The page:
"If everything Gerrit said was true, then it was awful for his father, really and truly, but what did a judo club in Delft have to do with the war in Asia?" This strange question, one of thousands in Bonita Avenue, is asked by Siem Sigerius. By day, he is a university professor, maths genius, intellectual celebrity in Holland and revered patriarch, albeit with father issues. He is sufficiently beloved that a paparazzi snap of his naked torso is a cause for jovial celebration, not public shame.
Behind closed doors, he a self-obsessed workaholic, a flirter with a friend's adopted Burmese daughter, and an internet porn addict desperate enough to throw himself at the great firewall of China in the hope of downloading some naked flesh. It is during this desperate search in Shanghai that the crisis afflicting the Sigerius family rears its head. Scrolling through a private stash of images, Sigerius first suspects that a favoured erotic artiste might be his step-daughter Joni, possibly working in collaboration with that edgy photographer boyfriend, Aaron.
The characters in this Buwalda's first novel, a literary sensation in his Dutch homeland, are smashed by explosive revelations of this sort. Sigerius' discovery ends, variously, in separation, divorce, emigration, madness and suicide. And yet, even in their traumatised isolation, Buwalda's characters are held together in a story of obsessive, if solitary, passions.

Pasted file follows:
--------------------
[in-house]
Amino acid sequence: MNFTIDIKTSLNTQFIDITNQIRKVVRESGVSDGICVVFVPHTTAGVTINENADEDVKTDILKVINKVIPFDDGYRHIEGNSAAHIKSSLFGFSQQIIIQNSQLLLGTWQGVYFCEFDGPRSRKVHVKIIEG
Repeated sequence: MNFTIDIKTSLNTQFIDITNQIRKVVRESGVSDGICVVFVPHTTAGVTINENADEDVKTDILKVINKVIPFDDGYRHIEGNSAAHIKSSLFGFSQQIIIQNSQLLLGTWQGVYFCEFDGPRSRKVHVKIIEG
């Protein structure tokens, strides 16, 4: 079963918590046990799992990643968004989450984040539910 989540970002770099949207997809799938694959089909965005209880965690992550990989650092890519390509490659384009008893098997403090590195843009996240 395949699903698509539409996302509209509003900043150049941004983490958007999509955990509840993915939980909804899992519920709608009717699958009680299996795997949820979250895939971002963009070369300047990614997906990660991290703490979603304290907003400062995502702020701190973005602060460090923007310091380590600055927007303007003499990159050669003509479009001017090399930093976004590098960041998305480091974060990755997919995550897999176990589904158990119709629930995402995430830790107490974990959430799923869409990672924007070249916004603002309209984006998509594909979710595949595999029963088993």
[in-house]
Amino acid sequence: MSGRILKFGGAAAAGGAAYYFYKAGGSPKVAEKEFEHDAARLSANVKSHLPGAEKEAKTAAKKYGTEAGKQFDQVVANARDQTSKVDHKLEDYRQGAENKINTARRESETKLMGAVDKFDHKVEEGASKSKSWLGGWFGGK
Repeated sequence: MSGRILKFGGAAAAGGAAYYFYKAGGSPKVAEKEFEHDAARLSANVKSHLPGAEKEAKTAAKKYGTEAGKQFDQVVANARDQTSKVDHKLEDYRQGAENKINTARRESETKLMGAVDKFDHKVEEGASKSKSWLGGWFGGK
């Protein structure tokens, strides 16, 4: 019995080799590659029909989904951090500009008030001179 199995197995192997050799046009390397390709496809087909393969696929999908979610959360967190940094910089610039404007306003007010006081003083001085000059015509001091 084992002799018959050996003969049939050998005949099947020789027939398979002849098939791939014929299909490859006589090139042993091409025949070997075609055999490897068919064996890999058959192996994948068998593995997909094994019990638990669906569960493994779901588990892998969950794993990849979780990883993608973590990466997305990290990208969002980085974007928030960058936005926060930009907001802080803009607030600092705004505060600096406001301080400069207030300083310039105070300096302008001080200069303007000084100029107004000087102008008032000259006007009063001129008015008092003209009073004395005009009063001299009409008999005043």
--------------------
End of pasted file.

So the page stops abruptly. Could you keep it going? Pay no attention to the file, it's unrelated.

No one can ever escape each other in the novel's crazy-paving jigsaw puzzle that connects erotically charged fathers and stepdaughters, photography and murderous sons, firework explosions and jealous boyfriends.
Buwalda, like many contemporary novelists working in the school of hyper-realism, artfully embeds his digressive narrative technique into the story itself. The anonymous internet high jinks of Siem and his daughter provide proxies for meditations on slippage of identity, as does Aaron's predilection for plagiarising stories, not to mention his wild, and possibly schizophrenic hallucinations. The inescapable emotional enmeshing of his dramatis personae is traced by chance encounters – the novel begins with a strange meeting between Aaron and Joni's mother, Tineke – and allegorised by Siem's obsession with "knot theory, a branch of mathematics that attempts to understand the number of ways in which a piece of rope can be tied".
Critics have hailed this as fiction fit for the internet age. And it is tempting to see this novel-as-endlessly-unspooling-algorithm as a progression of the form. Realising his political ambitions have been scuppered by the sins of his children, Sigerius expresses his disappointment as a mathematical equation: "A son who bashed a man to death and a daughter turning tricks on the internet. Porn times murder, behold the formula of his life."
For the most part, however, its claustrophobic fictional universe feels curiously, and pleasingly, old-fashioned. Its moral code may be tricky to unpick as Sigerius discovers when he acknowledges, in understated fashion, the "ironic fact" that he happened upon Joni's pornographic alter ego "as a consumer".
But there is a moral code, no matter how entangled. In this, Buwalda updates George Eliot's definition of fiction in Middlemarch as "unravelling certain human lots, and seeing how they were woven and interwoven…"
No one is especially likeable, but Buwalda knows how to tease his reader with addictive story lines. A considerable achievement for a seasoned writer much less a newcomer, Bonita Avenue is an entertaining end in itself, and evidence that Buwalda is just getting started.Reuse content